Ilya Gelfenbeyn is the CEO of Speaktoit, the top-rated virtual assistant on Android, and an authority on natural language processing. We caught up with him to ask why we still have to talk down to digital personal assistants, and when exactly we might acquire a more natural relationship—and tone—with them. He answered in the most natural tone he could muster.
FAST COMPANY: This is the year the digital personal assistant has really taken off. Speaktoit has been downloaded several million times since launching last year. And Siri is a household name. But my sense is that these assistants still have a long way to go.
ILYA GELFENBEYN: The field is still in a really early phase of development. It’s something like the search engines in the beginning of the '90s. There’s a long way to improve—there’s not yet something like the Google of this industry. We’re working on some functions to make an assistant much more helpful, by working with lots of different services. Natural language is a way to combine them in one place.
Can you explain natural language processing, in brief?
It means you can just tell the assistant whatever you want, and don’t have to remember particular commands.
But I still feel like we have to talk down to Siri. When will she be able to understand slang, so I can just talk to her like I talk to my homies?
There’s a lot of work to do. We’re working on a natural language processing engine that will take into account conversation context like location, dialogue history, and user preferences. Different users can mean different things with the same words, and the assistant should understand the context.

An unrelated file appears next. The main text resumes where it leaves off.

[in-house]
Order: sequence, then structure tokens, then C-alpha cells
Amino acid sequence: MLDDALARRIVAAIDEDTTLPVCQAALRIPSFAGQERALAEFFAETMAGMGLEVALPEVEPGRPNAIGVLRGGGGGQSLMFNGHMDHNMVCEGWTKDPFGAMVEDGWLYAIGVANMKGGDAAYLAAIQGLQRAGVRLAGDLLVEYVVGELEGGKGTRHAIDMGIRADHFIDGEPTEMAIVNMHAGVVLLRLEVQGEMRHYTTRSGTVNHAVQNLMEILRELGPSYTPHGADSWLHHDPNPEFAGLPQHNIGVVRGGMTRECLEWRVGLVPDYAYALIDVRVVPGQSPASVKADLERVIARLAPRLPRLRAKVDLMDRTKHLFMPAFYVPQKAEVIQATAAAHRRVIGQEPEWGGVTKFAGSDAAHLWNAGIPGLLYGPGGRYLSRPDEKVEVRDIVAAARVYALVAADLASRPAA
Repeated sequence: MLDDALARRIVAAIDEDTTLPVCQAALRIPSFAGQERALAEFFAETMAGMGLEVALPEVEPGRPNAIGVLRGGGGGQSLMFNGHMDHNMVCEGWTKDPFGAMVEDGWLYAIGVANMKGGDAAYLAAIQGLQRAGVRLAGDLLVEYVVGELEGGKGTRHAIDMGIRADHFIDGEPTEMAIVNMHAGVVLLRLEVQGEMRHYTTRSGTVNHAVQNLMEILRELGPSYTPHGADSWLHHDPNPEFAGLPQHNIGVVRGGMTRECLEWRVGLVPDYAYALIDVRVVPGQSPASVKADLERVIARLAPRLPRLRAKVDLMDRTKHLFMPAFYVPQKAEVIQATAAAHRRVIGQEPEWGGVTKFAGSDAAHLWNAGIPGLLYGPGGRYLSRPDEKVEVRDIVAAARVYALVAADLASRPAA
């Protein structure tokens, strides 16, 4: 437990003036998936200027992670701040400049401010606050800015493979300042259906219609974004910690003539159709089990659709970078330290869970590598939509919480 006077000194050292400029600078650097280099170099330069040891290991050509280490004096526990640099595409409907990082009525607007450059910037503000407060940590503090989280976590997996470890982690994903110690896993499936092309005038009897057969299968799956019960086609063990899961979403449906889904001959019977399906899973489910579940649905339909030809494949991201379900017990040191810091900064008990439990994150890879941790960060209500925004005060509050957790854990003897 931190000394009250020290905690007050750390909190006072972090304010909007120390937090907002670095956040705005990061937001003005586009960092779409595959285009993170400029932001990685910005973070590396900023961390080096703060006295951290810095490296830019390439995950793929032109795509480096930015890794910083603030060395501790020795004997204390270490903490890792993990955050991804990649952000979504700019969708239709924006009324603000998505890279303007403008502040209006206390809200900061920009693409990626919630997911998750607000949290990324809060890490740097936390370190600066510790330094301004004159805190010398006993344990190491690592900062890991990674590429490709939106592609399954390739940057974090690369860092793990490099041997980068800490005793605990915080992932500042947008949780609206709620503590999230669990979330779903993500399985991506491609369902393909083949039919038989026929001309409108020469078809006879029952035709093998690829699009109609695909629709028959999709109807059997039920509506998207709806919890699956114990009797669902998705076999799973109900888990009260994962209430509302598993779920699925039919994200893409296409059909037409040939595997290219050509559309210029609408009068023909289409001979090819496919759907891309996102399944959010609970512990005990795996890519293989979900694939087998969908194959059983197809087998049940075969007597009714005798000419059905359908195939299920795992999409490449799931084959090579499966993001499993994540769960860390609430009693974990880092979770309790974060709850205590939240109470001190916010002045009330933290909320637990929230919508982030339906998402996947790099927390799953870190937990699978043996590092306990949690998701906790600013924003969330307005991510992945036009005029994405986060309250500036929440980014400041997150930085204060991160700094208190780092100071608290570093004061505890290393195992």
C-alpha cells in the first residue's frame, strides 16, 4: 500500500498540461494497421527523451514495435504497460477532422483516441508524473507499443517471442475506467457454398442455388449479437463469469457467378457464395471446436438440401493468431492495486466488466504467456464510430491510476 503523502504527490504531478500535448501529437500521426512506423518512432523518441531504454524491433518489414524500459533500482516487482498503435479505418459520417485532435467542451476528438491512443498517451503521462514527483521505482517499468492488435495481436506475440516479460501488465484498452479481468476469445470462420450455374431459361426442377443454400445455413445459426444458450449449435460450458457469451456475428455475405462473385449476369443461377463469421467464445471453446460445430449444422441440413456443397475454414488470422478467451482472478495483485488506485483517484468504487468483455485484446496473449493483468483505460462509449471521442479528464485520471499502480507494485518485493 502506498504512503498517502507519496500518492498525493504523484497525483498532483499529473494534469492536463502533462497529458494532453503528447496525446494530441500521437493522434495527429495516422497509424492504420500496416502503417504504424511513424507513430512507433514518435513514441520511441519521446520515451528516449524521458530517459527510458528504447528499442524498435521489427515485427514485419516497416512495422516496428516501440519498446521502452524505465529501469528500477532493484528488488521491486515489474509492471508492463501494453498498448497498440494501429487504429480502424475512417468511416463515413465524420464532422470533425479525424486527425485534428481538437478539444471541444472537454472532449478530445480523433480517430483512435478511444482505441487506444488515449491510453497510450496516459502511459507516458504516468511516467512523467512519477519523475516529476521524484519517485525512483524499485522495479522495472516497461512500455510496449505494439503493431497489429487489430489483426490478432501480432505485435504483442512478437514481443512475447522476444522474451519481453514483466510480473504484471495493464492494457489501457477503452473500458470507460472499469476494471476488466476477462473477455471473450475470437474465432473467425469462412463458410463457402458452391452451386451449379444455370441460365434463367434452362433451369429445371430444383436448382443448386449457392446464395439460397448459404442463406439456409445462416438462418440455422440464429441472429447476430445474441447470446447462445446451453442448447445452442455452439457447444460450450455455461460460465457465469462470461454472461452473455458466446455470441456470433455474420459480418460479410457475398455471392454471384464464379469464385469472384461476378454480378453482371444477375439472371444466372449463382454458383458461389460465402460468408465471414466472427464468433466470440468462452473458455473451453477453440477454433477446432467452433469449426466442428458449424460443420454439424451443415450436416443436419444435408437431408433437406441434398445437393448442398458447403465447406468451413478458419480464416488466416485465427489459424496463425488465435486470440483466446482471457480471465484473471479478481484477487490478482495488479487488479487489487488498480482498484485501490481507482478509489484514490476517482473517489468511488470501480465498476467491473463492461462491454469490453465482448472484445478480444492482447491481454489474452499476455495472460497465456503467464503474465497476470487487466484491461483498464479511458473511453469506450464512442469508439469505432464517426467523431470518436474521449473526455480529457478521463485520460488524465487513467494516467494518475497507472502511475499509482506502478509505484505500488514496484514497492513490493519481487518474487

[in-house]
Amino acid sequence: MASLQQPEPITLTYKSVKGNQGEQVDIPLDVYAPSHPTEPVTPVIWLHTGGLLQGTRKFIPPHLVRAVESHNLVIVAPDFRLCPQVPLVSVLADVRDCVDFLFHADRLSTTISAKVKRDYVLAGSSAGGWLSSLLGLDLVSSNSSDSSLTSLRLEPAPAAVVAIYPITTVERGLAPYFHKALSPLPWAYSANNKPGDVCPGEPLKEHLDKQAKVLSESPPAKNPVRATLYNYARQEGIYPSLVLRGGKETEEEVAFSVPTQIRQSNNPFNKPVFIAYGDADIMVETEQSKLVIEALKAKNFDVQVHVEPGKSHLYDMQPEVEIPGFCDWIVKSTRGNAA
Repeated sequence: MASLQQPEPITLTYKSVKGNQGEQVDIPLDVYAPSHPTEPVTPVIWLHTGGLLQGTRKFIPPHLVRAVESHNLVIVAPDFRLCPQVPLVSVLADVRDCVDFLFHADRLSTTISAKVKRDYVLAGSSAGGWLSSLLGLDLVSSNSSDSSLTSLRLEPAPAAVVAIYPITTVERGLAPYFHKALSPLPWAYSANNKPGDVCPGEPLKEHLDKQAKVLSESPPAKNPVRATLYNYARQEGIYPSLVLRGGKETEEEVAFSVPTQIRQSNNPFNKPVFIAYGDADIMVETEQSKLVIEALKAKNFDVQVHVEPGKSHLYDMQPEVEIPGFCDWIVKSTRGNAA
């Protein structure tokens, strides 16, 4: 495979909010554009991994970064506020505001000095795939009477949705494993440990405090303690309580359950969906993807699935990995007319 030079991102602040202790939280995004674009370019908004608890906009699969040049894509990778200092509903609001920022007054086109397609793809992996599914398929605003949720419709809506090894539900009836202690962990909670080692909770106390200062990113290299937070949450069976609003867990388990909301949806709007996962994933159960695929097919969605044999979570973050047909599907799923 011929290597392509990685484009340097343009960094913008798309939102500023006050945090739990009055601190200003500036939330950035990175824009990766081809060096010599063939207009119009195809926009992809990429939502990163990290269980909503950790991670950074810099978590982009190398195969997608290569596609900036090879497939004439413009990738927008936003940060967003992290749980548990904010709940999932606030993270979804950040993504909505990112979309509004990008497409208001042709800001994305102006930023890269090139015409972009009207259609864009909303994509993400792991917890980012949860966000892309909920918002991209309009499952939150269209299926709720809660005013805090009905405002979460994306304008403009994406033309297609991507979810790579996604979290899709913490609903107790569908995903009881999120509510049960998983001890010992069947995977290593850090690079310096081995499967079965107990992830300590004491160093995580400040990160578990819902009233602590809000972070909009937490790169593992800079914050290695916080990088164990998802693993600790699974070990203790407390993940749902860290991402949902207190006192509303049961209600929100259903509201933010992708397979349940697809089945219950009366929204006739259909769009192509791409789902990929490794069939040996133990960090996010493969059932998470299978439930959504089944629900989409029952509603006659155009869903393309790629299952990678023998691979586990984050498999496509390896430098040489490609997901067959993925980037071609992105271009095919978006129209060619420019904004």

What’s an example?
A user can say, "I’m bored," and a personal assistant should understand what to provide to the user. For some people it can say, "Let’s go somewhere, I can find you a nice nightclub." For others, it will provide a joke. For others, it’ll say, let’s call some friends.
And how long till we can talk to Siri or Speaktoit as casually as we do to our friends?
You should compare it not to talking to friends, but to a real life personal assistant. With friends you can discuss general stuff, but a virtual assistant is not created for that. I would say in three years it will be much better—it will support all basic tasks, and definitely will not have problems with setting up appointments, working with your phone, working with basic features. Of course it still will not be able to replace a real personal assistant in some situations.
When will we get that Google of assistants? In the next decade?
Yes, I think so. In the next decade, we should have a good combination of technologies and the features they implement.
Is some sort of breakthrough needed, the way Sergey Brin and Larry Page figured out the significance of linking?
I wouldn’t say there’s a magic formula. It just really requires hard work. It may of course include some new algorithms, but there’s no one magic formula.
Who will support this research—universities, enterprise, military?
Enterprise is much more focused on this. Universities will be a good resource for fundamental knowledge.
The military had a hand in developing some of the tech behind Siri. Are they out of the picture now?
They can have some role. But the personal assistant will not be focused on military purposes.
So we won’t have generals saying, "Siri, please bomb this village"?
The cost of the mistake here is too high. Not in the next 50 years.